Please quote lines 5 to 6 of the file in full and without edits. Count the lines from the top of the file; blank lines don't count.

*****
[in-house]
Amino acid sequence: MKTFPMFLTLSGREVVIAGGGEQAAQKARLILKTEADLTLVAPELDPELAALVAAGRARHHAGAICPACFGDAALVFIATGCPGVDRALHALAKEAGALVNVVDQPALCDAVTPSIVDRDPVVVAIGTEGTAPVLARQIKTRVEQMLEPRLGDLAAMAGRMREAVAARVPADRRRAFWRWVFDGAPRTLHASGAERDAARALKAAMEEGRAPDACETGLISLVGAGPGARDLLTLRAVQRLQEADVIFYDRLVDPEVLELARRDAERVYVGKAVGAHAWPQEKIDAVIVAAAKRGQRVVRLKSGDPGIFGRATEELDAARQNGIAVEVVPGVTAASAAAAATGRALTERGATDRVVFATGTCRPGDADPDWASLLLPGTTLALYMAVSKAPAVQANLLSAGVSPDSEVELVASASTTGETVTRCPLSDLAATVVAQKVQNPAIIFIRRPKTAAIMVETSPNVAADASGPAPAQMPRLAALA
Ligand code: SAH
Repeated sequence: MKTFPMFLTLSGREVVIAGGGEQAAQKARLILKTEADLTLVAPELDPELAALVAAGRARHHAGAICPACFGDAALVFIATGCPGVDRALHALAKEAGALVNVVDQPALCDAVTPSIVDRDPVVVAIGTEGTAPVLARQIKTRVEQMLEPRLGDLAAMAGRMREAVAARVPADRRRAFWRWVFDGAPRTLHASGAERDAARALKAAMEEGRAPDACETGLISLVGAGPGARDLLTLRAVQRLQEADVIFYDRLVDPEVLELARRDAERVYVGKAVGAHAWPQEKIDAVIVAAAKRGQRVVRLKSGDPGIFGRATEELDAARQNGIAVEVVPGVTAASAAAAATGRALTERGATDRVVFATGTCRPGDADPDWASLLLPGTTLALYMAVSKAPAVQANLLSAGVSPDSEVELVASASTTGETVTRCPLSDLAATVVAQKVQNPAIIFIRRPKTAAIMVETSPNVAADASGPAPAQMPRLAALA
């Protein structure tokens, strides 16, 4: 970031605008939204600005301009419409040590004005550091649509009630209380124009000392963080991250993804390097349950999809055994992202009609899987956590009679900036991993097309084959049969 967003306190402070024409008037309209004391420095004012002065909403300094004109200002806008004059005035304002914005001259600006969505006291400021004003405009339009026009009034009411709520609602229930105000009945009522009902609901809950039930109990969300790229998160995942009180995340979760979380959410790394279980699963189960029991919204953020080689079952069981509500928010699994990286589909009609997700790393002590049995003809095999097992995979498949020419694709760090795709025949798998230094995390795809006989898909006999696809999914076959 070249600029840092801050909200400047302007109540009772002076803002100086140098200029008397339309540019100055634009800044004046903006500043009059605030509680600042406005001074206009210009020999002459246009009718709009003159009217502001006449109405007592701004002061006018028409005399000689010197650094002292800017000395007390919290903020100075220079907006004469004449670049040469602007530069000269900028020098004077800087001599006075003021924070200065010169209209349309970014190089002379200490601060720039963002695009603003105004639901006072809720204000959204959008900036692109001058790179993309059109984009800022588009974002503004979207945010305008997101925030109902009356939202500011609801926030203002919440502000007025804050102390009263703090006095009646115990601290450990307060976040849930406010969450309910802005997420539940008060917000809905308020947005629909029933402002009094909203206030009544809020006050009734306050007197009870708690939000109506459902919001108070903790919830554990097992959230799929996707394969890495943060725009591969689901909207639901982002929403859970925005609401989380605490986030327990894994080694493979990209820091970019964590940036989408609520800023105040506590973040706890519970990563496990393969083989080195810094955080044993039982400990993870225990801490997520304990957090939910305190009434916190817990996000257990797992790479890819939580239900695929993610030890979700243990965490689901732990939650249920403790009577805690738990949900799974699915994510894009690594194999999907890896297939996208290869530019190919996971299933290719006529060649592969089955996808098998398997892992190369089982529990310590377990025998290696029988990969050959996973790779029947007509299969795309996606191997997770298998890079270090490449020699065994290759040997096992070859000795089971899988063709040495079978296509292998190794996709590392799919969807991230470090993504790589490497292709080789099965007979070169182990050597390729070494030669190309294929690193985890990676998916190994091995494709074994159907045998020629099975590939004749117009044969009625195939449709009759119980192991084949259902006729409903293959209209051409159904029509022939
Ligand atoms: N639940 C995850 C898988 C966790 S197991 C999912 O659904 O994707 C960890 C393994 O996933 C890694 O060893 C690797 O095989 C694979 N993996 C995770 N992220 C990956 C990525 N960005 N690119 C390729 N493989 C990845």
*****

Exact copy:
């Protein structure tokens, strides 16, 4: 970031605008939204600005301009419409040590004005550091649509009630209380124009000392963080991250993804390097349950999809055994992202009609899987956590009679900036991993097309084959049969 967003306190402070024409008037309209004391420095004012002065909403300094004109200002806008004059005035304002914005001259600006969505006291400021004003405009339009026009009034009411709520609602229930105000009945009522009902609901809950039930109990969300790229998160995942009180995340979760979380959410790394279980699963189960029991919204953020080689079952069981509500928010699994990286589909009609997700790393002590049995003809095999097992995979498949020419694709760090795709025949798998230094995390795809006989898909006999696809999914076959 070249600029840092801050909200400047302007109540009772002076803002100086140098200029008397339309540019100055634009800044004046903006500043009059605030509680600042406005001074206009210009020999002459246009009718709009003159009217502001006449109405007592701004002061006018028409005399000689010197650094002292800017000395007390919290903020100075220079907006004469004449670049040469602007530069000269900028020098004077800087001599006075003021924070200065010169209209349309970014190089002379200490601060720039963002695009603003105004639901006072809720204000959204959008900036692109001058790179993309059109984009800022588009974002503004979207945010305008997101925030109902009356939202500011609801926030203002919440502000007025804050102390009263703090006095009646115990601290450990307060976040849930406010969450309910802005997420539940008060917000809905308020947005629909029933402002009094909203206030009544809020006050009734306050007197009870708690939000109506459902919001108070903790919830554990097992959230799929996707394969890495943060725009591969689901909207639901982002929403859970925005609401989380605490986030327990894994080694493979990209820091970019964590940036989408609520800023105040506590973040706890519970990563496990393969083989080195810094955080044993039982400990993870225990801490997520304990957090939910305190009434916190817990996000257990797992790479890819939580239900695929993610030890979700243990965490689901732990939650249920403790009577805690738990949900799974699915994510894009690594194999999907890896297939996208290869530019190919996971299933290719006529060649592969089955996808098998398997892992190369089982529990310590377990025998290696029988990969050959996973790779029947007509299969795309996606191997997770298998890079270090490449020699065994290759040997096992070859000795089971899988063709040495079978296509292998190794996709590392799919969807991230470090993504790589490497292709080789099965007979070169182990050597390729070494030669190309294929690193985890990676998916190994091995494709074994159907045998020629099975590939004749117009044969009625195939449709009759119980192991084949259902006729409903293959209209051409159904029509022939
Ligand atoms: N639940 C995850 C898988 C966790 S197991 C999912 O659904 O994707 C960890 C393994 O996933 C890694 O060893 C690797 O095989 C694979 N993996 C995770 N992220 C990956 C990525 N960005 N690119 C390729 N493989 C990845």